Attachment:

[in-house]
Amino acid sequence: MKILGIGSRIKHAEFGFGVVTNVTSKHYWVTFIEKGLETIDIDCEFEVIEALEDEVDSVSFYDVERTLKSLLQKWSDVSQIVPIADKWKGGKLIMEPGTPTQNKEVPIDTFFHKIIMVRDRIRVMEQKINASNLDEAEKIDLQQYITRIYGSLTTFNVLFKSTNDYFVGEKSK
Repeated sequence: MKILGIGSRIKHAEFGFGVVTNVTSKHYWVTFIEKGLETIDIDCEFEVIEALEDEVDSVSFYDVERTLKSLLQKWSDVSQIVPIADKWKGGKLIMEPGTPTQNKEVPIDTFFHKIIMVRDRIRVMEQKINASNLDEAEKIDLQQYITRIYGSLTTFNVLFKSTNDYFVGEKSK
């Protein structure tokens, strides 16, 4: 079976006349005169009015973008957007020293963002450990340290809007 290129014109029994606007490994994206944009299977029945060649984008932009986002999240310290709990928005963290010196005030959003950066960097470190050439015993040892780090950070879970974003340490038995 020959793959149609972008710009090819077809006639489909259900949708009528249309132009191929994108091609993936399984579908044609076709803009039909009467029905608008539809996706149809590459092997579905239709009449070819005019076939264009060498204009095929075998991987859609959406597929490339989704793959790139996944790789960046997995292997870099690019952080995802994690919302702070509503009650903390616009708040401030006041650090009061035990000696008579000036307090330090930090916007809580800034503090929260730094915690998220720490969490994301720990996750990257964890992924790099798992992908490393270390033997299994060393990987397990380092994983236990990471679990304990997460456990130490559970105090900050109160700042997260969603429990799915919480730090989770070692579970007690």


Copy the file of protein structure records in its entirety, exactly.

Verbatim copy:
[in-house]
Amino acid sequence: MKILGIGSRIKHAEFGFGVVTNVTSKHYWVTFIEKGLETIDIDCEFEVIEALEDEVDSVSFYDVERTLKSLLQKWSDVSQIVPIADKWKGGKLIMEPGTPTQNKEVPIDTFFHKIIMVRDRIRVMEQKINASNLDEAEKIDLQQYITRIYGSLTTFNVLFKSTNDYFVGEKSK
Repeated sequence: MKILGIGSRIKHAEFGFGVVTNVTSKHYWVTFIEKGLETIDIDCEFEVIEALEDEVDSVSFYDVERTLKSLLQKWSDVSQIVPIADKWKGGKLIMEPGTPTQNKEVPIDTFFHKIIMVRDRIRVMEQKINASNLDEAEKIDLQQYITRIYGSLTTFNVLFKSTNDYFVGEKSK
């Protein structure tokens, strides 16, 4: 079976006349005169009015973008957007020293963002450990340290809007 290129014109029994606007490994994206944009299977029945060649984008932009986002999240310290709990928005963290010196005030959003950066960097470190050439015993040892780090950070879970974003340490038995 020959793959149609972008710009090819077809006639489909259900949708009528249309132009191929994108091609993936399984579908044609076709803009039909009467029905608008539809996706149809590459092997579905239709009449070819005019076939264009060498204009095929075998991987859609959406597929490339989704793959790139996944790789960046997995292997870099690019952080995802994690919302702070509503009650903390616009708040401030006041650090009061035990000696008579000036307090330090930090916007809580800034503090929260730094915690998220720490969490994301720990996750990257964890992924790099798992992908490393270390033997299994060393990987397990380092994983236990990471679990304990997460456990130490559970105090900050109160700042997260969603429990799915919480730090989770070692579970007690």